I don’t usually share images, or any old article about marketing that I come across but this was different; this shouted ‘share me!’It wasn’t long before my screen lit up with notifications.Almost 40 likes and over 1000 views in a very short space of time.
I commented on the post and within minutes the photographer, Tracey Whitefoot, had responded to thank me.I also noticed that she had replied to every single comment both previously and since.
I went to Tracey’s website http://tracey-whitefoot.squarespace.com and was blown away with her architecture and landscape images.I wondered if she would agree to a chat over coffee and cake, which I could feature on my blog.She didn’t hesitate, need any persuasion or even baulk at the 60 mile round trip either. Coffee and cake then at the Barrister’s Book Chamber https://barristersbookchamber.com/ in Retford, north Nottinghamshire.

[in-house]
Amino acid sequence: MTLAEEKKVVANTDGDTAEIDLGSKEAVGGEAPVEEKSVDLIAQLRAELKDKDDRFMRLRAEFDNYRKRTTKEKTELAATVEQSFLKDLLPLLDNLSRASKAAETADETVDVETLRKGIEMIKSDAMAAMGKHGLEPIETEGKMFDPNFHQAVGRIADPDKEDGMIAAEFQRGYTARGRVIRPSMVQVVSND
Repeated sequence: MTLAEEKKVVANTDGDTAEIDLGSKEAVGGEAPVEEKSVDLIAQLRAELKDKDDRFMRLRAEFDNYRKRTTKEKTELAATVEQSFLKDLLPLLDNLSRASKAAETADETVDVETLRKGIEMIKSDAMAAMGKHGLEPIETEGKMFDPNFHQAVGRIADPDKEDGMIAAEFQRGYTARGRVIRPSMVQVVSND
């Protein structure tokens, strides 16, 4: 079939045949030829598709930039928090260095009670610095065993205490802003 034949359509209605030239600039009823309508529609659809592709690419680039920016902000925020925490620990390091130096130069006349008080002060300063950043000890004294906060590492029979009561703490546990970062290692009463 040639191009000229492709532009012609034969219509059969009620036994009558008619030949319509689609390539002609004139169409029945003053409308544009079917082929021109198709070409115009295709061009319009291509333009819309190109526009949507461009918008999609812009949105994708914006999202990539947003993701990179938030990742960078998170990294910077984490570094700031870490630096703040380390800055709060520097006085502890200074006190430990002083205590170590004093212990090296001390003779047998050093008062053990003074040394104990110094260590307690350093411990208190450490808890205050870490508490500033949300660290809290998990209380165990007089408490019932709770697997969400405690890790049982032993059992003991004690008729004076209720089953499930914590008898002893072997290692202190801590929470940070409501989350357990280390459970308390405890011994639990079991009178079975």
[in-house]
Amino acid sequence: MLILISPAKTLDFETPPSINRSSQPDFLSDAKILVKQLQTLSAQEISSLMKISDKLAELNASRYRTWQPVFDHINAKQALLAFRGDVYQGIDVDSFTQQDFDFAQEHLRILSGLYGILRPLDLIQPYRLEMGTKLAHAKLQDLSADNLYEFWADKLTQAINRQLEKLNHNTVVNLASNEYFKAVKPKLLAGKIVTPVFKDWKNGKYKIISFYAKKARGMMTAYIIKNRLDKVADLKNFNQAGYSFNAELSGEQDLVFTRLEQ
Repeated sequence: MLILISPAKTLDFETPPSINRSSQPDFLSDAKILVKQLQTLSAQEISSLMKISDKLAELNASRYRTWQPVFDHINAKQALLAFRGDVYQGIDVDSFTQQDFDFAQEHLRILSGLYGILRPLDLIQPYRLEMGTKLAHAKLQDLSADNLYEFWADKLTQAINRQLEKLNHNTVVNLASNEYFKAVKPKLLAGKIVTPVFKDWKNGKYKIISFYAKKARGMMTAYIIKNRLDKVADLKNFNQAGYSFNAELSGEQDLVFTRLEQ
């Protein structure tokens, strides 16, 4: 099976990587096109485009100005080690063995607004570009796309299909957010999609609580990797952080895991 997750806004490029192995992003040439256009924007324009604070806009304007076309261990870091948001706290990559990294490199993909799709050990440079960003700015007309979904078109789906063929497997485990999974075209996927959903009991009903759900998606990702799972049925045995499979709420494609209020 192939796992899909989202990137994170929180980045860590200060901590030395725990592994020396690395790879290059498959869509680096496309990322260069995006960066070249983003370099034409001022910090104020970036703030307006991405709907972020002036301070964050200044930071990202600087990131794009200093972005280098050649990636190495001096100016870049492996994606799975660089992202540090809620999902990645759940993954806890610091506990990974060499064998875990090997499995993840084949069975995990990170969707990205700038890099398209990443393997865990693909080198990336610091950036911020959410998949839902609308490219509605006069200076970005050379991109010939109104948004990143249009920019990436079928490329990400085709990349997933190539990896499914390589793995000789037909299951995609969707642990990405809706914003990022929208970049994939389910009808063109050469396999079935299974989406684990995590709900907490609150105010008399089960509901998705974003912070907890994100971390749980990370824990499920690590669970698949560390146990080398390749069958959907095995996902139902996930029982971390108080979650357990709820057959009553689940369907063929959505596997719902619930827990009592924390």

Two hours just flew by
I had no idea what to expect – neither of us knew the other!I need not have worried.Tracey was easy to talk to and to listen to… she was relaxed and generously shared her story and her time with me.She has achieved so much – and she is on the cusp of more adventures and even greater things.It was clear that this was going to be no ordinary chat but a fascinating, rollercoaster ride!
It started as just a hobby